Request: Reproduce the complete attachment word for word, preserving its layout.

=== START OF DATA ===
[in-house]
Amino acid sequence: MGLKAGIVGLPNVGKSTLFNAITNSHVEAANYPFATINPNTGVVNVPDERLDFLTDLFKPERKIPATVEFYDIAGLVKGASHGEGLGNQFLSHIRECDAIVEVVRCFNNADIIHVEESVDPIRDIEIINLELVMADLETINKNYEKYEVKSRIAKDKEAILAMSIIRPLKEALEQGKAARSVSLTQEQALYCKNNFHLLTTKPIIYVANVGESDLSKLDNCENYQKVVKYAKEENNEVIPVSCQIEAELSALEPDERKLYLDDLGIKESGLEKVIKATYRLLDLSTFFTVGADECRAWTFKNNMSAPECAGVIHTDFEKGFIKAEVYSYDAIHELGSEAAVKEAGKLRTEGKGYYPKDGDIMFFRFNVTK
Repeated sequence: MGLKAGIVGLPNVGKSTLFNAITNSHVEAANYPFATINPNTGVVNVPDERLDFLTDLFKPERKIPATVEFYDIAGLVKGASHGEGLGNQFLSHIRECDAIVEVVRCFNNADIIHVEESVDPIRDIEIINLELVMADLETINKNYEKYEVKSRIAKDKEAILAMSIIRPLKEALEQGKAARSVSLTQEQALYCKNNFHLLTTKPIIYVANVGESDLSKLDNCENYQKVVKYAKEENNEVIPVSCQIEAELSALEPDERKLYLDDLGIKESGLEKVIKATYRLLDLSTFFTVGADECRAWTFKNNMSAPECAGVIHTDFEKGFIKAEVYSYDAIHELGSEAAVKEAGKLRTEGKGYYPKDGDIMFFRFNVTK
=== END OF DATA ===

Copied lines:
[in-house]
Amino acid sequence: MGLKAGIVGLPNVGKSTLFNAITNSHVEAANYPFATINPNTGVVNVPDERLDFLTDLFKPERKIPATVEFYDIAGLVKGASHGEGLGNQFLSHIRECDAIVEVVRCFNNADIIHVEESVDPIRDIEIINLELVMADLETINKNYEKYEVKSRIAKDKEAILAMSIIRPLKEALEQGKAARSVSLTQEQALYCKNNFHLLTTKPIIYVANVGESDLSKLDNCENYQKVVKYAKEENNEVIPVSCQIEAELSALEPDERKLYLDDLGIKESGLEKVIKATYRLLDLSTFFTVGADECRAWTFKNNMSAPECAGVIHTDFEKGFIKAEVYSYDAIHELGSEAAVKEAGKLRTEGKGYYPKDGDIMFFRFNVTK
Repeated sequence: MGLKAGIVGLPNVGKSTLFNAITNSHVEAANYPFATINPNTGVVNVPDERLDFLTDLFKPERKIPATVEFYDIAGLVKGASHGEGLGNQFLSHIRECDAIVEVVRCFNNADIIHVEESVDPIRDIEIINLELVMADLETINKNYEKYEVKSRIAKDKEAILAMSIIRPLKEALEQGKAARSVSLTQEQALYCKNNFHLLTTKPIIYVANVGESDLSKLDNCENYQKVVKYAKEENNEVIPVSCQIEAELSALEPDERKLYLDDLGIKESGLEKVIKATYRLLDLSTFFTVGADECRAWTFKNNMSAPECAGVIHTDFEKGFIKAEVYSYDAIHELGSEAAVKEAGKLRTEGKGYYPKDGDIMFFRFNVTK